As explained by Fangraphs: "Technically called the 'Competitive Balance Tax', the Luxury Tax is the punishment that large market teams get for spending too much money. While MLB does not have a set salary cap, the luxury tax charges teams with high payrolls a considerable amount of money, giving teams ample reason to want to keep their payrolls below that level."
The threshold level for the luxury tax will be $189MM in 2014 (up from $178MM from 2011-2013) and will remain at $189MM through 2016. From 2012 through 2016, teams who exceed the threshold for the first time must pay 17.5% of the amount they are over, 30% for the second consecutive year over, 40% for the third consecutive year over, and 50% for four or more consecutive years over the cap.
Only five teams have ever exceeded the luxury tax threshold, the Boston Red Sox, the Los Angeles Angels of Anaheim, the Detroit Tigers, the Los Angeles Dodgers, and the New York Yankees. Only the Red Sox and Yankees have exceeded it more than once, Boston six times and New York eleven, every year since it has been in existence. In aggregate, the Yankees have paid out some $254 MM, 95% of the total fines assessed.
The luxury tax is separate from revenue sharing, which is a system to balance out the income distribution between large and small market teams by dividing money from merchandise sales and media contracts. The money generated from the luxury tax is not distributed to the rest of the league, as is the case with the NBA, but rather is used for other purposes. The first $5 million is withheld to cover potential refunds, and is contributed to the Industry Growth Fund (IGF) if no refunds are forthcoming. The remaining money is divided as follows: 50% funds player benefits, 25% funds developing baseball in countries without high school baseball, and 25% goes to the IGF.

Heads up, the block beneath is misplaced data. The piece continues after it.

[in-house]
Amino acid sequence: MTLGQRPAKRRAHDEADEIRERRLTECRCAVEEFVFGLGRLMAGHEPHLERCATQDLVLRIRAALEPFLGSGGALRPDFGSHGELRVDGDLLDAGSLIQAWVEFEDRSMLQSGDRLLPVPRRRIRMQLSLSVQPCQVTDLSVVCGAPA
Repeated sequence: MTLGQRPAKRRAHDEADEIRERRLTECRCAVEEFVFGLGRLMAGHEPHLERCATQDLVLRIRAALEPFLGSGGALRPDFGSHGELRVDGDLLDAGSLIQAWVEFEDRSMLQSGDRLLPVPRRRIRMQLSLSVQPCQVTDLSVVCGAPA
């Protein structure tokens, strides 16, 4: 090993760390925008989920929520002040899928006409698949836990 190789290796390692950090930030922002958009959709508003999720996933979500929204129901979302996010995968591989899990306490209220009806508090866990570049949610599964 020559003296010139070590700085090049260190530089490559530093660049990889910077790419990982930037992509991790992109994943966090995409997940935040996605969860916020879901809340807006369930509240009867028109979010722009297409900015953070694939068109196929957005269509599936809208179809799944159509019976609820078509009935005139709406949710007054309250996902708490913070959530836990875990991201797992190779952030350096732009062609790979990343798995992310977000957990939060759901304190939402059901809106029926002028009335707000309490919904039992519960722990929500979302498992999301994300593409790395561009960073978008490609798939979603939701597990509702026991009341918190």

|Luxury tax threshold||117||120.5||128||136.5||148||155||162||170||178||178||178|
National Basketball Association (NBA)
The NBA utilizes a soft salary cap, meaning there is a salary cap but there are a variety of exceptions that allow teams to exceed that cap. For example, teams can resign players already on the team to an amount up to the maximum salary allowed by the league for up to five years regardless of where their payroll is relative to the cap. This provision is known as the ""Larry Bird" exception, named after the former Boston Celtics great who was retained by that team until his retirement under the provisions of this rule. The result is that the majority of teams are over the cap at any given time.